Today is day 9. There’s a boa constrictor wrapped around my neck, and the muscles are tight around my cervical spine. Do I feel better than last Saturday? I’m going to say yes. Todd said I’d forget the pain at some point, and I do think he’s right. Last Saturday I was 24 hours into recovery and I remember thinking I f**king hate this. Never again.
I went in for surgery on Friday the 22nd at 6:30 a.m. I was back in pre-op in no time and my nurse, Stephanie, was kind and patient and introduced me to Buffy, the venipuncture slayer. Seriously, Buffy made me nervous at first, the way she kept slapping at the veins on my wrist while Stephanie collected the exact same data I’d given three different people by phone in the last seven days. This was probably a lame attempt to distract me from Buffy’s overtures, but Buffy’s tapping and slapping left me feeling quite unconfident in her abilities.
I have big veins. I mean big, juicy veins that aren’t difficult to tap. Was she blind? Unsure? A trainee? OMG. Anyway, she popped that IV in like a mosquito and Stephanie turned around and said, wow, you didn’t even flinch. And Let Me Tell You. A week later and you still can’t see where that IV was. Buffy IS the Boss.
A minute later this man who appeared to be in his late 50s popped into my room and said, “boo!” And of course, I’m like, WTF? Who is this dude? He warmly introduced himself as my anesthesiologist, and assured me he’s done so many of these, for 500- er- he’s even put dinosaurs to sleep. He also remarked that I looked like a deer in the headlights. My neuroses clearly is not easy to conceal. Buffy started cleansing my neck until it turned beet red and apparently a reaction ensued, so the two of them decided I’d had enough. He told me he could give me something to relax me, but only after I’d spoken with the PA or the surgeon or both.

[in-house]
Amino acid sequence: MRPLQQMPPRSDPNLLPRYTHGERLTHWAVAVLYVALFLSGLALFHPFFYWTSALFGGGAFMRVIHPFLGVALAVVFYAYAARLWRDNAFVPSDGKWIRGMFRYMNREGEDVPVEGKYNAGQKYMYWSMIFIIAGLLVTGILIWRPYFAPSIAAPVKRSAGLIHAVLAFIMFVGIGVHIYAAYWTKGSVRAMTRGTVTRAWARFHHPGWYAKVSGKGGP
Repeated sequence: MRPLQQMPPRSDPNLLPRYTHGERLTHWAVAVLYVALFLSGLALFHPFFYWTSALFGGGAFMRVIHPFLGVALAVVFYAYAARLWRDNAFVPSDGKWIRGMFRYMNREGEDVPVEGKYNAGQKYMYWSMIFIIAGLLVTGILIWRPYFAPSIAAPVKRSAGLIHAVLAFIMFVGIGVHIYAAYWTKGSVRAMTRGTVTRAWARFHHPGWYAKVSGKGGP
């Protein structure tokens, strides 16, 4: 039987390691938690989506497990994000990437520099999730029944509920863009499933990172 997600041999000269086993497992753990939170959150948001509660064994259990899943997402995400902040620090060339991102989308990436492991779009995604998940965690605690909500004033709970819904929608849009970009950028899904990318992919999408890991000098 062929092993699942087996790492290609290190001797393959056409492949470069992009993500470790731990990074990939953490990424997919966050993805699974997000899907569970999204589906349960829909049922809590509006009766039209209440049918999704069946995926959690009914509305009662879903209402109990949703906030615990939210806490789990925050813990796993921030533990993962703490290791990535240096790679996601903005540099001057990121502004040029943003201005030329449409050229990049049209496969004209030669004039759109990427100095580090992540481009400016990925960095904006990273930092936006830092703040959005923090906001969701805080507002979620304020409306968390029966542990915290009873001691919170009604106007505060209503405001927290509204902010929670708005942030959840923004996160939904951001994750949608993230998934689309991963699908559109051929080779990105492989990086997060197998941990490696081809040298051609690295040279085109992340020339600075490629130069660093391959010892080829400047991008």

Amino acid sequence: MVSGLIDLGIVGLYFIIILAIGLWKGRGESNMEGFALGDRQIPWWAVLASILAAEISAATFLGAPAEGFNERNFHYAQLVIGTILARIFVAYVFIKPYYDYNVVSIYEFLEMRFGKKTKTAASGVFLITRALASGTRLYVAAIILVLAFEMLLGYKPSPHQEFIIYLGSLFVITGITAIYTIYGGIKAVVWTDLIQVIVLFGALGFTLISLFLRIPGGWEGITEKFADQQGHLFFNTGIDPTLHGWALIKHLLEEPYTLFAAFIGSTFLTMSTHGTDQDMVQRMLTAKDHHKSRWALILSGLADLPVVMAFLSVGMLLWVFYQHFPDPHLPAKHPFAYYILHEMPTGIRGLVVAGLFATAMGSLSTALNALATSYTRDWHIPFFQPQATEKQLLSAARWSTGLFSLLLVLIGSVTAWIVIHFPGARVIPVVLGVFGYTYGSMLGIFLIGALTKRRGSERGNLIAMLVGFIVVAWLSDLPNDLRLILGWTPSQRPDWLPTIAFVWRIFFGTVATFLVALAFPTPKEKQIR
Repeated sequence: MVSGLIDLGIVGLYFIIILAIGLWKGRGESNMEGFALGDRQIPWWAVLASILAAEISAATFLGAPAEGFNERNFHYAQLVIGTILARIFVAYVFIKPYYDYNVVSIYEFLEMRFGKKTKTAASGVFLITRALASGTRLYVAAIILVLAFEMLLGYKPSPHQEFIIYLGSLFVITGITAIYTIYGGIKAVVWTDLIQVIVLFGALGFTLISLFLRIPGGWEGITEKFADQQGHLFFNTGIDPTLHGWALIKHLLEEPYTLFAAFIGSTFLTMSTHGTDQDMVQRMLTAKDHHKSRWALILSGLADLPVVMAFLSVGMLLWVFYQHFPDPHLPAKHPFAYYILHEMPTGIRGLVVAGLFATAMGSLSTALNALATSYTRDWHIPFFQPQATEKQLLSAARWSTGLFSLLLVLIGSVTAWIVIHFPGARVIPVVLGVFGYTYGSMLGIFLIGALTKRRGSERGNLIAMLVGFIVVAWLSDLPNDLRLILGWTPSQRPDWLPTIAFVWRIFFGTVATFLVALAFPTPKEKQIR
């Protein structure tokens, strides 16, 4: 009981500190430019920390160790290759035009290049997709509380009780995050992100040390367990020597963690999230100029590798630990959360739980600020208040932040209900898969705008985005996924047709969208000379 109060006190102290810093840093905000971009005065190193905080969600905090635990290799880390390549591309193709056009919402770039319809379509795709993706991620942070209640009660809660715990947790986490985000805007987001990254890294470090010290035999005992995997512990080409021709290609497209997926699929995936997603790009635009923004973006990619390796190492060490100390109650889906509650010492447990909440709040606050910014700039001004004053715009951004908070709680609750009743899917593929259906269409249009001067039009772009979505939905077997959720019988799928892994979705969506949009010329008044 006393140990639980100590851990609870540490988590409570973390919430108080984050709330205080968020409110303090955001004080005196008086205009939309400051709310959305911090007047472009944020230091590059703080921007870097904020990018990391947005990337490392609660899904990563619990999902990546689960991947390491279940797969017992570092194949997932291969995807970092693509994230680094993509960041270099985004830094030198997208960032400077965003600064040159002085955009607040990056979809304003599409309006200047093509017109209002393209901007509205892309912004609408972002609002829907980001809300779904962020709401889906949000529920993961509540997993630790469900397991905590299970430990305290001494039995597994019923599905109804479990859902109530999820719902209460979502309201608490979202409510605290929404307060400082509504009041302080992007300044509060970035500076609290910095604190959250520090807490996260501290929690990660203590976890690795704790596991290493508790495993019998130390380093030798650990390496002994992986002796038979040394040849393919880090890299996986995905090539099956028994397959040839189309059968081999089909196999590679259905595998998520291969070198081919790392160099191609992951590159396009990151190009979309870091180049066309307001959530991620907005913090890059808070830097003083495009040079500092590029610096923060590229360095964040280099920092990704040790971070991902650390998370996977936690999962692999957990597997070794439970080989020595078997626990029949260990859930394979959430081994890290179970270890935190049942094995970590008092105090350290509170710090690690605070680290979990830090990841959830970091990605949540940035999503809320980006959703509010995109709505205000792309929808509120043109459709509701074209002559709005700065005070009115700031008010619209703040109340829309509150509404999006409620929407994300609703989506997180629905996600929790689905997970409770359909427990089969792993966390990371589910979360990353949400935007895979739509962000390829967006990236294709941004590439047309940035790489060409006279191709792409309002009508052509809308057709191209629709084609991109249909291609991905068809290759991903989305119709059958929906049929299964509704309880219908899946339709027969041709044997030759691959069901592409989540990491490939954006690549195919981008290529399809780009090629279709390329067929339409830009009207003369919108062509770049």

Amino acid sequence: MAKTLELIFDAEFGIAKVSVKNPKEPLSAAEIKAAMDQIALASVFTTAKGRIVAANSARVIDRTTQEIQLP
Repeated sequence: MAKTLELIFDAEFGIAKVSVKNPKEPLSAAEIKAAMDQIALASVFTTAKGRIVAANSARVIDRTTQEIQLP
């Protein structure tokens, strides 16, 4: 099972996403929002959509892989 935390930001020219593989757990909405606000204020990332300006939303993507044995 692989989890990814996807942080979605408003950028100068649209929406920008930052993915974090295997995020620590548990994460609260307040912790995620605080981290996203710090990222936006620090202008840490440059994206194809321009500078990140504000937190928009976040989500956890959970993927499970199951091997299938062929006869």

Documents to sign, giving them permission to cut me open, put me to sleep, do whatever they do to save your life, etc. And then Todd was brought back, who is always full of funny anecdotes that AREN’T funny when your nerves are as bad as mine.
I laid in the bed with a pillow behind my head for support, because the position itself was painful as always. I was ready a full hour before my surgery was scheduled and trying not to flip out. I remembered this pain I was feeling, and considered that it would be gone when I woke up again. Todd snapped a photo of me in the bed for my mom, so I gave my best bitch face that I knew would get a giggle from her (she knows me well). I’m so NOT a good patient. I’m better than I used to be, but some things go like teaching an old dog new tricks.
The neuro-technologist (because I don’t remember her exact title) came in to discuss the surgery with me, starting with the standard questions. I told her my name, and the surgery I’m having – breast implants. She stopped reading my chart and stared at me momentarily, and then back to the chart. I gave it a beat or two more and said, I’m just kidding. I’m having two discs replaced in my cervical spine. I needed the break more than she did obviously, but she took it in stride and said that’s never happened before, laughed a little while I clarified the REAL surgery and then I secretly prayed she wouldn’t hurt me while I was knocked out. Her job is to test my nerve conduction during the surgery to make sure all is well. And I have the bruises on both arms and one shoulder to show for it. But they don’t hurt.
The PA came in and explained the surgery, went over recovery procedures and medications, etc. and then Dr. Dinosaur returned with his vial of nirvana and that hit me so fast I said, whooooaaaa. And then it was time to go.
Second time for me in an OR, and it’s always surreal. Lots of movement and faceless people, and then there’s the mask over your face and then suddenly I’m coughing like a drowning victim. I’m assuming that was the moment I was extubated. Dr. Dinosaur placed a hand on my shoulder and told me to relax.